Yemen: Why does a cloud of fear hang over this country?

Tourism thrived in Yemen till the 20th century, but the tourist footfall dipped drastically after the Yemeni crisis of 2011. Photo: iStock/ugurhan

Yemen is not the quintessential tourism destination as it is riddled with internal conflict and terrorist attacks. The fallout of the long-drawn civil war in this West Asian country is that basic facilities and services are quite limited. Hundreds of thousands of Yemenis are in dire straits as they are facing acute food security and malnutrition. So, quite obviously, the chances of Yemen figuring in the itineraries of travellers are very remote. The tourists will always be on the edge while travelling in Yemen.

But Yemen is a nation endowed with natural beauty and spots that open a window or two to its rich historical past. The country was a bustling tourist center for centuries due to its strategic location as it was in the middle of the trade routes connecting West Asia with Africa. Tourism thrived in Yemen till the 20th century, but the tourist footfall dipped drastically after the Yemeni crisis of 2011. Terrorism and related problems have cast a shadow of fear over the minds of tourists from across the world. Though there is no assurance n personal security and safety, the country is replete with breathtaking views and incredible experiences that can bowl over any traveller.

Confluence of scenic beauty and history
Yemen is a country that has huge potential in tourism. The country boasts four World Heritage Sites like the historical city of Zabid, the old city of Sana’a, the old walled city of Shibam and the Socotra archipelago. The other places of interest include the archaeological site of Marib, the historic cities of Saada and Thula, the Madrasa Amiriya of Rada, Jibla and its surroundings, Jabal Bura, Jabal Haraz, the coastal region of Balhaf/Burum and the coastal area of Sharma/Jethmun.

The World Heritage Site of Socotra Islands has a unique diversity with distinct flora and fauna that could not be found anywhere. The umbrella-like Dragon Blood Trees and the strange and intricate rock formations are attracting nature lovers in droves. The dam situated in the heart of the capital city of Sana’a reflects the ingenuity of the ancient and traditional engineering of Yemen. Groundwater has been the main source of water for Yemen from the 9th century.

Another attraction is the pristine Shoab Beach, which is popular for water sports, on the shores of the Red Sea. The exquisite Dar al-Hajar stone palace built on the top of a huge rock in the Wadi Dhar valley is a perfect example of the architectural excellence of Yemen. The Al-Mihdar masjid, which is known for its eye-catching minarets and complex Islamic architectural planning, is a prominent religious spot. The Al-Saleh masjid in Sana’a with amazing geometric patterns is a masterpiece of modern architecture. The beautiful and tall minarets and the expansive foregrounds will take visitors to the world of Arabic folklore. The rough and tough rock formations, deep canyons and meandering cascades make Wadi Dilhur Canyon the happening place for adventure seekers.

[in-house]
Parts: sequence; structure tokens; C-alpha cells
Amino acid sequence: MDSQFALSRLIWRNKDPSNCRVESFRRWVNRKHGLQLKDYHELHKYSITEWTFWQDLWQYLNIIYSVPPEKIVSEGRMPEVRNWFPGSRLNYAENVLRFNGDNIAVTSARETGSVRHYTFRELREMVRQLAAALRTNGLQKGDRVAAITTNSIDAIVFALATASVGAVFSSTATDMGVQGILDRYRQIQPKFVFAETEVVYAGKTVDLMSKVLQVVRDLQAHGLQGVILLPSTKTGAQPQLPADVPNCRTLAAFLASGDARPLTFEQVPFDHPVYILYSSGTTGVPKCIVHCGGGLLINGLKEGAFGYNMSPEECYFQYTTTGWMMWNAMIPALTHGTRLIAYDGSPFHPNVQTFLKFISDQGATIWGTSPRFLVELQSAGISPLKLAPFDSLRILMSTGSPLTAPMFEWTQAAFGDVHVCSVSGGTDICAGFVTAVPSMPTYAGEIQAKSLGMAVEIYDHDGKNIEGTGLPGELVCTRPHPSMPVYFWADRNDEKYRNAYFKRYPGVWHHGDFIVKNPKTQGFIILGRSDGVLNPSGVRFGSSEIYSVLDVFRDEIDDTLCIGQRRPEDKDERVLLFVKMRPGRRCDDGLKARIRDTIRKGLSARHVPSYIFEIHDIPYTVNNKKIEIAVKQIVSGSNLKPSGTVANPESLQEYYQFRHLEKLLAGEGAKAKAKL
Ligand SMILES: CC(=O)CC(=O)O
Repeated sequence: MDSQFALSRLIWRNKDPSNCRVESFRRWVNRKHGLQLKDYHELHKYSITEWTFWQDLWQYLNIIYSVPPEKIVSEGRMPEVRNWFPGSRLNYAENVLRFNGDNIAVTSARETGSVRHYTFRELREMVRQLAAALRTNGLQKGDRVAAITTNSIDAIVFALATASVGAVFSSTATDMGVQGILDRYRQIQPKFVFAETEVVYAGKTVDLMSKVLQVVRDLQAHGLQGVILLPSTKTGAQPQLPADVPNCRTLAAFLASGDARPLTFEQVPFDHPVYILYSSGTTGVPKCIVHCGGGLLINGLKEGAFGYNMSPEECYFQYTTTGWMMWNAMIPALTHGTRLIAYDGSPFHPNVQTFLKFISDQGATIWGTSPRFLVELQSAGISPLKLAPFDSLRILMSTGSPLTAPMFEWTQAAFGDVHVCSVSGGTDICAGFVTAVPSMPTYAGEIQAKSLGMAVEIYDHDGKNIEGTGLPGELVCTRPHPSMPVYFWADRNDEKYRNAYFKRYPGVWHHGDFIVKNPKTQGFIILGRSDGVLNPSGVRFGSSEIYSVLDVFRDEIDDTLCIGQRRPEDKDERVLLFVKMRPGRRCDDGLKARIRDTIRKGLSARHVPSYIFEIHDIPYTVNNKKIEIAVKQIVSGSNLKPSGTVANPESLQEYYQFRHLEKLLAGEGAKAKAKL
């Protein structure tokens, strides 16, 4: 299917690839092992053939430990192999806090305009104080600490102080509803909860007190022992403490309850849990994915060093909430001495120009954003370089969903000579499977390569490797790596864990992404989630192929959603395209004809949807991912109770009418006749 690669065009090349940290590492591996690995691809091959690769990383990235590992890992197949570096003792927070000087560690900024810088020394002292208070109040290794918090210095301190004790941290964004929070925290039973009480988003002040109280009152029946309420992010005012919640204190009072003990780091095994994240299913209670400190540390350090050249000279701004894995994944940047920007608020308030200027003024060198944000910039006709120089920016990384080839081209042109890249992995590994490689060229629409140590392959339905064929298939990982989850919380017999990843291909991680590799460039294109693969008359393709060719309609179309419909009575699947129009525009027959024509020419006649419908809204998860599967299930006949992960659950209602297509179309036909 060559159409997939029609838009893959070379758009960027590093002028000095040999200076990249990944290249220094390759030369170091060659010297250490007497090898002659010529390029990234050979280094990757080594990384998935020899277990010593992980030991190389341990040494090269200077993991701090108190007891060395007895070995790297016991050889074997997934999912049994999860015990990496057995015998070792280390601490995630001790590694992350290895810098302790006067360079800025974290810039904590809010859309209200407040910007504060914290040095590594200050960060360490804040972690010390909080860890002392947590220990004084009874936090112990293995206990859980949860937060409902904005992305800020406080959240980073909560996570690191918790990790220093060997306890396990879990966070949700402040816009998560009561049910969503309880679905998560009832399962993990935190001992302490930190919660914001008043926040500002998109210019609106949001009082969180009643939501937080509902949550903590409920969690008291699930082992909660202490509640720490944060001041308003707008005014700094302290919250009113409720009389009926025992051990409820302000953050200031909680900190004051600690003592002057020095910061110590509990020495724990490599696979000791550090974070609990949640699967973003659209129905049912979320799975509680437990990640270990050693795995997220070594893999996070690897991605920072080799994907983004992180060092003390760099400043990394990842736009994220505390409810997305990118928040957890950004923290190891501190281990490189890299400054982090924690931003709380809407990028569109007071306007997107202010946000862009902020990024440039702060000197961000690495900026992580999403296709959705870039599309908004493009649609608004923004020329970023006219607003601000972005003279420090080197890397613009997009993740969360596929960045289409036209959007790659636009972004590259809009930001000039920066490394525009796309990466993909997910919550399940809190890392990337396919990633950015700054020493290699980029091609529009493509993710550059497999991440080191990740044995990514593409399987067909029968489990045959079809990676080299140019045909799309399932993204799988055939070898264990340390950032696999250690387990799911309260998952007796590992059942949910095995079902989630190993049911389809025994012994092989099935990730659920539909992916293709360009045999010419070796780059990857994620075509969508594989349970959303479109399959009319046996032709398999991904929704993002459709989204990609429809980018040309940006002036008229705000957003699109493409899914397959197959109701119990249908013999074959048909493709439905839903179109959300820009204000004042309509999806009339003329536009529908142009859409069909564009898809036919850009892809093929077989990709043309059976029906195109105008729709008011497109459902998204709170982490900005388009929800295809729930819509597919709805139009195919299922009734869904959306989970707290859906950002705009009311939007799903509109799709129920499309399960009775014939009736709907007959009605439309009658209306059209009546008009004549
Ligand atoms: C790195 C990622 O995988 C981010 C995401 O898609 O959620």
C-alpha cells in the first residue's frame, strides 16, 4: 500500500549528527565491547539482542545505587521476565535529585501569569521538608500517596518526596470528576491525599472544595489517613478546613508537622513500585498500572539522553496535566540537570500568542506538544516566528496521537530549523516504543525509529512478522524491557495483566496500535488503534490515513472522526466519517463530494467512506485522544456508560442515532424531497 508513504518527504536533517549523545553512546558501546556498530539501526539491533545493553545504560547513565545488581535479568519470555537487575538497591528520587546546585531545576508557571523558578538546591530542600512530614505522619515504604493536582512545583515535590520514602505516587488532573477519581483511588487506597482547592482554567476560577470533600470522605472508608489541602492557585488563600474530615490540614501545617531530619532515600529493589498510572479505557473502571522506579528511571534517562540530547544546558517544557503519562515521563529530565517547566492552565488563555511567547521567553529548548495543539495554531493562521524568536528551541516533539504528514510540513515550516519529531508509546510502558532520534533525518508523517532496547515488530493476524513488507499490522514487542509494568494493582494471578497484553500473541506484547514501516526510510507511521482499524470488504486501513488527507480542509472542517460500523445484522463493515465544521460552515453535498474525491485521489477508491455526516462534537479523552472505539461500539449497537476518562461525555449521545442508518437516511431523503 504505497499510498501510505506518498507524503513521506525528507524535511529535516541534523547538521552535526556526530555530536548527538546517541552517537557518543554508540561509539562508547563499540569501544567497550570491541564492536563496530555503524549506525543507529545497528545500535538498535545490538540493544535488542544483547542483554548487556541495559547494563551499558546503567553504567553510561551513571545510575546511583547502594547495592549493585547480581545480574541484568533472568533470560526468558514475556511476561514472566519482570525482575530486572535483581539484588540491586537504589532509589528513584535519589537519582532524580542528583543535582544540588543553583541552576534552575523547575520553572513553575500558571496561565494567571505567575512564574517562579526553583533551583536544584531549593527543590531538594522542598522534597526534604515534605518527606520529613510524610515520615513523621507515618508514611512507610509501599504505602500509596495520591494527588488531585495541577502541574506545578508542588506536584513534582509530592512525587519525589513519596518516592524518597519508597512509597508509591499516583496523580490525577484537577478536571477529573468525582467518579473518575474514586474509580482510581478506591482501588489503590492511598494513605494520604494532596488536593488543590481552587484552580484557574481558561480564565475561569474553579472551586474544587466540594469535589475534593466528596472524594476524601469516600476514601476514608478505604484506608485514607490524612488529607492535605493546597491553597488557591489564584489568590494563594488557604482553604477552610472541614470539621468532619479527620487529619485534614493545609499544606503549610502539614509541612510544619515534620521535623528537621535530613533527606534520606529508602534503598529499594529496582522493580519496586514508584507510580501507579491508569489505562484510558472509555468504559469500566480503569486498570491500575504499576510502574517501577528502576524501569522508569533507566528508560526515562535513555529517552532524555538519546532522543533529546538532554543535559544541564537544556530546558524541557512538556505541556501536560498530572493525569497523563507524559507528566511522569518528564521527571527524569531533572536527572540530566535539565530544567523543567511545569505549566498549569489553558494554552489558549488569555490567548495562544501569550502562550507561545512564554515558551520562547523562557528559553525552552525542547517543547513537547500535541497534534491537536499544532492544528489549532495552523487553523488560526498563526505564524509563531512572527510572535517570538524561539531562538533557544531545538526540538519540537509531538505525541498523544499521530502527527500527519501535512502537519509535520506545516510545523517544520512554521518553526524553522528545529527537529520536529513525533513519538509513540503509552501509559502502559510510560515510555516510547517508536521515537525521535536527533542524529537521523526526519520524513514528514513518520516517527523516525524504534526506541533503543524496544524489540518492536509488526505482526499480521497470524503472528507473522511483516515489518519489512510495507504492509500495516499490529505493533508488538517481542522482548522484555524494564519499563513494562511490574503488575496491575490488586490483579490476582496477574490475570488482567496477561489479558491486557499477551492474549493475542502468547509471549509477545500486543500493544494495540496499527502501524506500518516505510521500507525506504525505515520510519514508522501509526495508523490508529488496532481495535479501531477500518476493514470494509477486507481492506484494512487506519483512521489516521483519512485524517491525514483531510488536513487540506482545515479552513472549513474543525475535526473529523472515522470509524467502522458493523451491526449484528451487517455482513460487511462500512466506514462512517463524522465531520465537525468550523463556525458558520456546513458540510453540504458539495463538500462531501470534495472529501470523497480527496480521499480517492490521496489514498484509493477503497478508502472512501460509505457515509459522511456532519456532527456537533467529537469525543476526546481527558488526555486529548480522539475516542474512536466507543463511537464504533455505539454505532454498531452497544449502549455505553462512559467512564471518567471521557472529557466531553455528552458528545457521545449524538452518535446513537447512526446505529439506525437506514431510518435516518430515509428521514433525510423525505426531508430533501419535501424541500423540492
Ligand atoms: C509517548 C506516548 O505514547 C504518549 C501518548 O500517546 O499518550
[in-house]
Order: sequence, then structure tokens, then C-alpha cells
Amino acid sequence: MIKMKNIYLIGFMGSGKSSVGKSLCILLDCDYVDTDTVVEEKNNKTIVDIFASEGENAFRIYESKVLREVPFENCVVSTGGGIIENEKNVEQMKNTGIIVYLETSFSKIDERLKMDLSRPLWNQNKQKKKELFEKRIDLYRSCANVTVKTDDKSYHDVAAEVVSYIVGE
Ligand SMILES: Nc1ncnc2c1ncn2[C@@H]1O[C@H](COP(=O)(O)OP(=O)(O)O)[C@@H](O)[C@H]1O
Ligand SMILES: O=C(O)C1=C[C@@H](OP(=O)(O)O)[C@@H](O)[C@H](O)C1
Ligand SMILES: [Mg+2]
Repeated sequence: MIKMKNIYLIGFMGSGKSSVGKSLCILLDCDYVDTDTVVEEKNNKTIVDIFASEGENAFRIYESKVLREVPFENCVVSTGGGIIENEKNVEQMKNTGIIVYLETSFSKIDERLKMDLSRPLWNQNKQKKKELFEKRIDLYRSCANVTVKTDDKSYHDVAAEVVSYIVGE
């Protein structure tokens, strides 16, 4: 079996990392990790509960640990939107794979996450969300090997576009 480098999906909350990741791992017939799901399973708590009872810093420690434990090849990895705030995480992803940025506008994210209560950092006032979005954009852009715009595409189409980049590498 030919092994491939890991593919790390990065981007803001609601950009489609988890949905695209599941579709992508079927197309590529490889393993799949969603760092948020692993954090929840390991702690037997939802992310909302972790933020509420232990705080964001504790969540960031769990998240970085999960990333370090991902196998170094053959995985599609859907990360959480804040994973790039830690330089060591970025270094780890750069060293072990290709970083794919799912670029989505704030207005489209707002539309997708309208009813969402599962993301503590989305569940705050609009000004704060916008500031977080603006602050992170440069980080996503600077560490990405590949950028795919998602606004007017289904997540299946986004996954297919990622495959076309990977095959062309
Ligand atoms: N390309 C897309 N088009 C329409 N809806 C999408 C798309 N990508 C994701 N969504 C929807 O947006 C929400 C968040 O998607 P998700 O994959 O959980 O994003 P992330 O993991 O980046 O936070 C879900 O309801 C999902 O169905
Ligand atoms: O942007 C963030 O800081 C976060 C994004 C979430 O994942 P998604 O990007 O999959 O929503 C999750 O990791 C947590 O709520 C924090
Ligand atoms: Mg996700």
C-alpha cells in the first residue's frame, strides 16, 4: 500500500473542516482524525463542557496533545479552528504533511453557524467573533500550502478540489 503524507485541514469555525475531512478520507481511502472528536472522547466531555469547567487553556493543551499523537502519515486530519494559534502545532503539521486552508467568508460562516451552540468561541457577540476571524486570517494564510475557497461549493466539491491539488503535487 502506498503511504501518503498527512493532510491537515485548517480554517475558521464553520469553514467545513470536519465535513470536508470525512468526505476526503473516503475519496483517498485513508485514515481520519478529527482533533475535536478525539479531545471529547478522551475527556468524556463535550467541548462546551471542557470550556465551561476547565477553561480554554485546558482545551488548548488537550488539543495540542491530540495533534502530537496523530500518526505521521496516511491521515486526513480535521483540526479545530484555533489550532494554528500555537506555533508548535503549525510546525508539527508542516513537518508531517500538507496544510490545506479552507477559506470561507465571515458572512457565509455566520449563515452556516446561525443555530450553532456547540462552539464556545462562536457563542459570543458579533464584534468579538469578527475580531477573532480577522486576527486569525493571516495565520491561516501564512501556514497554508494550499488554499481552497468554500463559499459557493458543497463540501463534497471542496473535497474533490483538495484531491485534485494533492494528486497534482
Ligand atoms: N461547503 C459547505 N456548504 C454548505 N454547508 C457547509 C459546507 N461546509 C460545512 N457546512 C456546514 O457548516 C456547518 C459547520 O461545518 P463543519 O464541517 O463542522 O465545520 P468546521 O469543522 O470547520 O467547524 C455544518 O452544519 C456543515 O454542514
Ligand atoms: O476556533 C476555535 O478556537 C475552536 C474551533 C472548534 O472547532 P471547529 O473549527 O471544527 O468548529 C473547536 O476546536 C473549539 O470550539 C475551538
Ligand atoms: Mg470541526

The Di Hamri Marine Conservation Area on Socotra Island is admired for the diverse biodiversity of the Arabian Sea. The region, which is flush with colourful corals, dolphins and sea turtles, among others, provides ample opportunities for eco-tourism and ocean-centric adventures. The Rada’a castle, which was built by the Tahirids dynasty in the 16th century, is an age-old Islamic citadel situated in the town of Rada’a. The impressive fort is an imprint of the historic military architecture of Yemen. The Scand Peak with its challenging hiking paths and wonderful views is a perfect destination for trekkers. The other points of interest in Yemen include Al-Qahira castle and the Ayhaft Canyon National Park.

Follow travel advice diligently
Various countries have issued travel advice and advisories to people visiting Yemen. The advisories include points relating to safety, local laws, terrorism, ongoing armed conflict, customs and practices. The UK asks its citizens to respect Islamic customs, dress properly and avoid consumption of liquor, especially in the holy month of Ramadan. The majority of countries advise their citizens not to travel to Yemen because of the volatile situation prevailing in the nation. They also sound a warning on the possibility of terrorist attacks on tourist centers and foreign tourists being kidnapped.

Yemeni visa
The citizens of Jordan, Egypt, Syria, Hong Kong and member countries of the Gulf Co-operation Council can travel to Yemen without a visa. Indians need a visa to visit Yemen. People with tourist and business visas don’t need an exit visa before embarking on a journey to Yemen. Travellers staying in Yemen for more than two weeks should register themselves at the nearest police station otherwise they would have to pay a penalty of 5,000 YR while leaving the country.  

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